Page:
Master Behavior Flow Analysis in Google Analytics

Behavior flow analysis gives you insights into the journey your visitors take from one page to the next. Learn what it is and how to analyze it.

Kelli Harris
By Kelli Harris
Joel Taylor
Reviewed by Joel Taylor

Published July 31, 2022.

Behavior flow analysis is a useful tool in Google Analytics that gives you insights into the journey your site visitors take from one page to the next, or from one event to another. It also provides data regarding the pages they visit, how long they stay on any particular page, bounce rates, and more. 

Among other things, you can find out what content is most engaging, which landing pages are most popular, and where your users are dropping off.  This report provides user metrics in Google Analytics that can help you better understand your audience and improve conversions.

Read on to learn more about mastering this type of analysis.

How to Read Behavior Flow in Google Analytics

To access the Behavior Flow Reports, follow these steps:

  1. Sign in to Google Analytics 
  2. Navigate to your view 
  3. Open the "Reporting" tab
  4. Navigate to "Behavior" and select "Behavior Flow"

If you're new to using behavior flow monitoring, it may be difficult to understand, but once you get the hang of it, it will help you identify where your website is underperforming.

Here is a brief guide to reading the chart:

  • The green boxes show which pages were opened by the user.
  • The gray lines that connect the boxes show how users move from one page to the next.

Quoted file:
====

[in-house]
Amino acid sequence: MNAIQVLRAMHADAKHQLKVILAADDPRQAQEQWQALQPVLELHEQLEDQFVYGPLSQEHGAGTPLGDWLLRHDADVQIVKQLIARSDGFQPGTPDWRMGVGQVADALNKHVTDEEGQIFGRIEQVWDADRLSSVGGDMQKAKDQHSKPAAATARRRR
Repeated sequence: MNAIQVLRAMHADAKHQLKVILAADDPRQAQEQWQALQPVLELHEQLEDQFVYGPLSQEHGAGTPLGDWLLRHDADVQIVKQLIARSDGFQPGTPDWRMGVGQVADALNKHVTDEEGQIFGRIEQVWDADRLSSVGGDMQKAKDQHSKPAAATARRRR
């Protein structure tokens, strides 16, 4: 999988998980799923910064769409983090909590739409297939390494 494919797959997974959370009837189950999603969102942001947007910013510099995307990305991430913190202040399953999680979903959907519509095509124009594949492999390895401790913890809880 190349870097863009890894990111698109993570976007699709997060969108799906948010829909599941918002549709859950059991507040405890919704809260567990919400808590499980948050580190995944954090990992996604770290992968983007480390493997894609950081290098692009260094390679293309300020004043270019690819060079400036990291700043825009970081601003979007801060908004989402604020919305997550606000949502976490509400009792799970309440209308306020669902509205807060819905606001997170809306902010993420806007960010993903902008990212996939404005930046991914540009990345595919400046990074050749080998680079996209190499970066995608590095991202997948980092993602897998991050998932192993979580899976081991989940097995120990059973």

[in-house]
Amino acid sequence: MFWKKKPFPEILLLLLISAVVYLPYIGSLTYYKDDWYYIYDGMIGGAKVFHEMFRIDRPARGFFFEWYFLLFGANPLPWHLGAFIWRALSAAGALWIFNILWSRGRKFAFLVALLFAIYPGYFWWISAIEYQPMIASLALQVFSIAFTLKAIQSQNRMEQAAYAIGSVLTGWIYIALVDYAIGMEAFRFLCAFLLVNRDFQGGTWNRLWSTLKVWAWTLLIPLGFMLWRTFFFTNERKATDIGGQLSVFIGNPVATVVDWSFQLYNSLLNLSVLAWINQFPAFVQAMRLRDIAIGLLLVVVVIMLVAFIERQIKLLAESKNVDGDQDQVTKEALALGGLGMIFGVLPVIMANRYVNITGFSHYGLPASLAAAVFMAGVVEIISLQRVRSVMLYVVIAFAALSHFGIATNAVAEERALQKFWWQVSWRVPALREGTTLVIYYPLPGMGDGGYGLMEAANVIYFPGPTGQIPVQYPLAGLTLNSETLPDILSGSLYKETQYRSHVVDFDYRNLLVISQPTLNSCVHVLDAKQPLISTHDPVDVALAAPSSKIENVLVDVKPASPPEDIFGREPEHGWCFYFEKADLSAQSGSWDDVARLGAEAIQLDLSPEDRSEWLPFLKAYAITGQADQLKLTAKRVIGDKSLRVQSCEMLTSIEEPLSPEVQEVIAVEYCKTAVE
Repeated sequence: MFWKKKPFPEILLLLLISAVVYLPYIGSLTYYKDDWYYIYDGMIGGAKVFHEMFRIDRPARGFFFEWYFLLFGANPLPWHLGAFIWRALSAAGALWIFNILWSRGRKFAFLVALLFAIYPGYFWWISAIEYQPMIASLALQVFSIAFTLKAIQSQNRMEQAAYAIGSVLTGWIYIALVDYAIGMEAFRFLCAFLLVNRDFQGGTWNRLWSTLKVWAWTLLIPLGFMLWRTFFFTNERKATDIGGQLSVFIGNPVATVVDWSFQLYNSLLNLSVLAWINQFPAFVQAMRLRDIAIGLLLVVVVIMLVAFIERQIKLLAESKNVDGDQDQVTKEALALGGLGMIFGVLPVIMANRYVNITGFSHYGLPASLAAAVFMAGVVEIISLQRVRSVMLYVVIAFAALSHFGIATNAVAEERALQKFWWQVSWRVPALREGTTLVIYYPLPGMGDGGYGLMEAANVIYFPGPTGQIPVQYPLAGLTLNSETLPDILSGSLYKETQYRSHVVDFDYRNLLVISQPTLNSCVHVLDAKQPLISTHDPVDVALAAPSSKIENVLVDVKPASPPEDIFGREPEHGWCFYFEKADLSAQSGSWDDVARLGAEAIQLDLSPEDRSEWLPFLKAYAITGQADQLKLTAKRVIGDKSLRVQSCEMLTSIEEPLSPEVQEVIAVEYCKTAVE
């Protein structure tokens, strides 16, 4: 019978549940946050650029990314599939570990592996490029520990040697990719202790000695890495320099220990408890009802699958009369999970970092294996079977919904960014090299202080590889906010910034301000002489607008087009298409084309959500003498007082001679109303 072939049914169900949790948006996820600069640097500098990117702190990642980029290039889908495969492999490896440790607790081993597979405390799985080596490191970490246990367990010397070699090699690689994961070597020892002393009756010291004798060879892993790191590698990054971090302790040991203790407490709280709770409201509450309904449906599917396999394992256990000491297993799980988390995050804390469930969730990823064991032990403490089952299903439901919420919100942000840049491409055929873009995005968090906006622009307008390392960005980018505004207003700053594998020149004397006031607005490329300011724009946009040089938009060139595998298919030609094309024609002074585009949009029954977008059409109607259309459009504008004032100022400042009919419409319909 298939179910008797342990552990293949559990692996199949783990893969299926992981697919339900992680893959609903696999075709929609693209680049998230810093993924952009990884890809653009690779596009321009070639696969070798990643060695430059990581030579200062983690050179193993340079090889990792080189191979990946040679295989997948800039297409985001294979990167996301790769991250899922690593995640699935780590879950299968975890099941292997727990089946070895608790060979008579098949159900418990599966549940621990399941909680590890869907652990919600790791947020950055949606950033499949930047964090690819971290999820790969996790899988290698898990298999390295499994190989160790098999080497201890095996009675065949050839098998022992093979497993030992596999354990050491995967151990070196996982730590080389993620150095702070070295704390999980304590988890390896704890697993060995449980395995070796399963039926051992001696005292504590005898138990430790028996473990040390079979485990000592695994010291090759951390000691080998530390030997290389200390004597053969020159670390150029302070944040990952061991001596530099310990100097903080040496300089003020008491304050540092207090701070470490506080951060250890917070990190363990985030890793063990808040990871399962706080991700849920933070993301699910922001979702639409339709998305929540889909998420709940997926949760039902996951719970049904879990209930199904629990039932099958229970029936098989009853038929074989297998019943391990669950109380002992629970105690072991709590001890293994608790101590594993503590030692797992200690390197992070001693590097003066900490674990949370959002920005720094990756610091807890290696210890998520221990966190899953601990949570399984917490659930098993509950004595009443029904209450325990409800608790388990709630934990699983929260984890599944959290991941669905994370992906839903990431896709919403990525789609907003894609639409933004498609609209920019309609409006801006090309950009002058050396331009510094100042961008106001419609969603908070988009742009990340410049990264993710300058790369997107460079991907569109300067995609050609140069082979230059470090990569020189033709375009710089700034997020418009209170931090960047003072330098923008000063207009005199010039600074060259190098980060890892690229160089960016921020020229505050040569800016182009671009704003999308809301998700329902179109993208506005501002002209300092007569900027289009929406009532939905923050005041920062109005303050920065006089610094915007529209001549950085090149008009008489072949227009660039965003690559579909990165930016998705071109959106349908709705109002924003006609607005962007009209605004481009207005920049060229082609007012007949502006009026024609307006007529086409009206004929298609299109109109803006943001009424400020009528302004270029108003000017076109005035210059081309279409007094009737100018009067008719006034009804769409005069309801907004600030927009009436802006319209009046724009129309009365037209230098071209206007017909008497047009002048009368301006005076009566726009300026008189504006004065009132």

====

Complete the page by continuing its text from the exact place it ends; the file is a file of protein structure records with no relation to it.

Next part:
• People who left the site at some point are represented by the red lines that move away from the green pages.
  • Each page is divided into columns that indicate where the user is in the journey. The user's starting point is on the left, and as they move through the process, they move to the right.

Understanding all of these features will help you map the customer journey.

Interpreting Behavior Flow Insights

The Behaviour Flow chart displays click paths that track user behavior. Here's what you can learn from each one:

The Starting Page

The first page a user sees when visiting a website. This could be a home page or a specific landing page. Marketers may utilize the entrance point to identify how and why consumers visit a site.

The First Interaction

This is the first page users visit following the Starting Page. This initial engagement should be strongly related to the aims of the company, eg., visitors should go to a blog, testimonials, or the case study website if the business's goal is to increase brand awareness.

The Second Interaction

If the first interaction does not lead to the desired outcome, the second and beyond should.

Bounce Rates

If you notice a large percentage of users abandon a specific page, it's a sign there's a problem caused by poor and irrelevant content, bad user experience, or missing CTAs. However, bounce rates are one of the simplest issues to fix.

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